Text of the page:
-A very simple book with a few introductory essays but the bulk of the book is concerned with simply reproducing, frame by frame, famous sequences from Buster’s films. Think of them as analog screencaptures. Ingeniously simple, the book highlights the exquisite detail Keaton put into every frame of his pictures and every inch of his movements. The book is best read after you’ve watched the films, preferably immediately after; it slows you down and allows you to process and digest what you’ve just seen.

2) The Look of Buster Keaton by Robert Benayoun, 1982

 -My personal favorite of the three, the book is a series of scholarly essays that analyzes Keaton’s films, movements, and influences and ranges from comparisons with Chaplin to Salvador Dali and other surrealists to the basis and origin of cinema itself. Benayoun’s intensely intellectual style should be taken with a grain of salt; his words are more poetry, meant to spark and inspire, than absolute writ-in-stone truths. The book is full of high quality photos but it’s hardly a picture book. Readers with a strong aversion to the French or intellectual hyperbole would be advised to stay away. Readers who recognize that those two descriptors are practically one in the same should relish “The Look of Buster Keaton.”

3)  Buster Keaton Remembered by Eleanor Keaton and Jeffrey Vance, 2001

 -The pioneering effort of Keaton’s widow, this book is the most personal of the three and a tribute to the man and his work. Featuring 255 black and white photographs, many of them never before published and unavailable outside of archives, it’s a beautiful book. The best bits are Eleanor Keaton’s recollections of her life with Buster. The synopses for the films are rudimentary but the photos are consistently phenomenal. It’s part bio, part photo-essay and the essential resource on Buster Keaton as far as I’m concerned.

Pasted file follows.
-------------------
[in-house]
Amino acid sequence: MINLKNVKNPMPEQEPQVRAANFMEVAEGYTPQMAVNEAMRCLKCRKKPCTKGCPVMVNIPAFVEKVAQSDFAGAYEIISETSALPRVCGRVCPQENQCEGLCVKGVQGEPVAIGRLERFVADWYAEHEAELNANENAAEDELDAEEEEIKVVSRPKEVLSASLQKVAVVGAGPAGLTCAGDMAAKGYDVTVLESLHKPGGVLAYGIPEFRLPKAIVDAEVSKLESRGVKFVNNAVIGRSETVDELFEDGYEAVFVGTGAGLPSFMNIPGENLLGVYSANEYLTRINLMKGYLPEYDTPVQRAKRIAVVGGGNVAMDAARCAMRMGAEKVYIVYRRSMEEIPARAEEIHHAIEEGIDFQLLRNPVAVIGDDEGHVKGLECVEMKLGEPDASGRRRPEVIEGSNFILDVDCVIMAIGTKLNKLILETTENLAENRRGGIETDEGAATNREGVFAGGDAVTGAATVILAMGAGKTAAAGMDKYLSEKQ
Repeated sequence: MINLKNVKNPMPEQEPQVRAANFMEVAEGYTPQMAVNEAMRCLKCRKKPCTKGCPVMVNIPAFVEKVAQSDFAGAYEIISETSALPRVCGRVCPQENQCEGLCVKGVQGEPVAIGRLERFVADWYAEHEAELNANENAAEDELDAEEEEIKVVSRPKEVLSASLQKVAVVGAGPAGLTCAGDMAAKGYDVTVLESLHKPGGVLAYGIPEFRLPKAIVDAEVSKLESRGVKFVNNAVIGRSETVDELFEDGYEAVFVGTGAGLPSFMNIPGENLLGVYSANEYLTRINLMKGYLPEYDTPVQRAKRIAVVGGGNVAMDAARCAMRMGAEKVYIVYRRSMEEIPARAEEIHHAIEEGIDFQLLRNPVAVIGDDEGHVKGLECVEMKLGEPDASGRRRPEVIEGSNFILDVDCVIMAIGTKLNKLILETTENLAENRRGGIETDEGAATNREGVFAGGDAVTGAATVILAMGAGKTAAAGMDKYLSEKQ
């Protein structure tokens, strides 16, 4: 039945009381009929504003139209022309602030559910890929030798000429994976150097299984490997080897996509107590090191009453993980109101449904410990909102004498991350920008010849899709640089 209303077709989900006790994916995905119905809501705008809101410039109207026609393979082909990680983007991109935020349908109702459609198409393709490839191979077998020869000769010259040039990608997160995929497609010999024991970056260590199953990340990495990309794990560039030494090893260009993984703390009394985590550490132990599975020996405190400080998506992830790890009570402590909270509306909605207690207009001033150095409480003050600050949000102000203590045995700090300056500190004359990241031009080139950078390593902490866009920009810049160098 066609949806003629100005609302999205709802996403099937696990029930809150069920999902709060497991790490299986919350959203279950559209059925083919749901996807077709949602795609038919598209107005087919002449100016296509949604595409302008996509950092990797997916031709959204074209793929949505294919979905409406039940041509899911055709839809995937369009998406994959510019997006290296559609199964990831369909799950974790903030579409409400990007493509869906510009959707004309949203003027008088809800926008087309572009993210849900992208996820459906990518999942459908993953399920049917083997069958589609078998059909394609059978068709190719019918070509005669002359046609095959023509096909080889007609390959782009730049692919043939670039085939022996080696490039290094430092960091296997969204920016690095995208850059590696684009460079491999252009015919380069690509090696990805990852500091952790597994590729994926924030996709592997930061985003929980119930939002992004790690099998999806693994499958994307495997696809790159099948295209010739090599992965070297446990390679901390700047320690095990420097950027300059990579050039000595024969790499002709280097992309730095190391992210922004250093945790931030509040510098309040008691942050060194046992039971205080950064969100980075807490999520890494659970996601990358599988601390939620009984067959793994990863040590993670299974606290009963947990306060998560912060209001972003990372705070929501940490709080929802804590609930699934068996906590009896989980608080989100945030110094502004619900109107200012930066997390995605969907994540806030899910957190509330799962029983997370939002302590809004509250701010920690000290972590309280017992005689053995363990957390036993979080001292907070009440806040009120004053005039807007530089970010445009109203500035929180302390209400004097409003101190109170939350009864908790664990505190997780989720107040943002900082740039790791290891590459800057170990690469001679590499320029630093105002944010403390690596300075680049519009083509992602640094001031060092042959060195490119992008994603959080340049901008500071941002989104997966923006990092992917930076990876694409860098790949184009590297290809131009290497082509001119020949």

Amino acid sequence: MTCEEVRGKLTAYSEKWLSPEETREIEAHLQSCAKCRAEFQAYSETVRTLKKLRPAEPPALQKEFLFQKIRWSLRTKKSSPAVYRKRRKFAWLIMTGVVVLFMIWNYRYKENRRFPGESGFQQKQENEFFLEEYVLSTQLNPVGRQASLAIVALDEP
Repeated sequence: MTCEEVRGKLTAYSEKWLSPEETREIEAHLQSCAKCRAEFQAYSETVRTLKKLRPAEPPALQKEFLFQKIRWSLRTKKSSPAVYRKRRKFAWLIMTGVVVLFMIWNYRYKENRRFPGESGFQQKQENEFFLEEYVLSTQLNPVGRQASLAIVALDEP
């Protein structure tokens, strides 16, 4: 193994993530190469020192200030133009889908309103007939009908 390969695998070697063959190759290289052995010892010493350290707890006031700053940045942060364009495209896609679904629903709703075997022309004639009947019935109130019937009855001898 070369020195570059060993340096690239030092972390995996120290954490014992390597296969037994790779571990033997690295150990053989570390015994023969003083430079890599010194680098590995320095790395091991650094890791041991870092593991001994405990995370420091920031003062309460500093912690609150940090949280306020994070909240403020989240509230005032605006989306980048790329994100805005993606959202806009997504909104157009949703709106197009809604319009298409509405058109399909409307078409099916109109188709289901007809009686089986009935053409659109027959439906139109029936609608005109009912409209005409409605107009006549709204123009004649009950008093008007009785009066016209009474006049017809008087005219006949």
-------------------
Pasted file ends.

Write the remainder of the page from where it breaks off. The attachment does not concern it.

A note on filmography: The sheer volume of Buster Keaton screen credits is daunting enough without the prospect of documenting, analyzing and presenting my findings for this blog.

What I am committed to are Keaton’s silent films, from his first appearance onscreen with Roscoe “Fatty” Arbucke in The Butcher Boy to Spite Marriage at MGM. Everything else is up in the air at this point. I have a certain morbid curiosity about Buster’s talkies at MGM and I’d like to get my hands on his Columbia and Educational shorts if I can. And then there’s his late career resurgence in diverse fare like Samuel Beckett’s Film and The Railroader. I don’t know how deep this will go, but I’m going to be keeping track as best I can with a filmography guide. Fingers crossed!


  1. I am looking forward to reading about this project, being the biggest Keaton fan that I know.

    Unlike you I did have a Keaton revelatory instance, and again unlike you it was only a few years back, before my second year of university I had never heard of him. We screened Sherlock Jr in my film history class and I never looked back. I've since seen all of his features and shorts (only very few of the Arbuckle-Keaton shorts). I lucked out finding a DVD set on Amazon for really cheap that included all of his shorts and a few of his features, I've collected a few of his features on the side but you're right, archive.org is a good source and also my university's film archive.

    There's no denying Keaton's genius, but I also love how you described him as "a rich subject." He and his films have been the subject of a number of my studies (including "The Railrodder" which I would be interested in hearing about if you do end up seeing it).

    But again, what it boils down to is just an affection for the man.

  2. Thanks for your comment, Janessa!

    I am trying to track down a copy of The Railrodder, which has been a bit hard to find so far, but seeing as how I'm barely at Keaton's short films, I still have a long ways to go till the '60s.

    Thanks for reading :)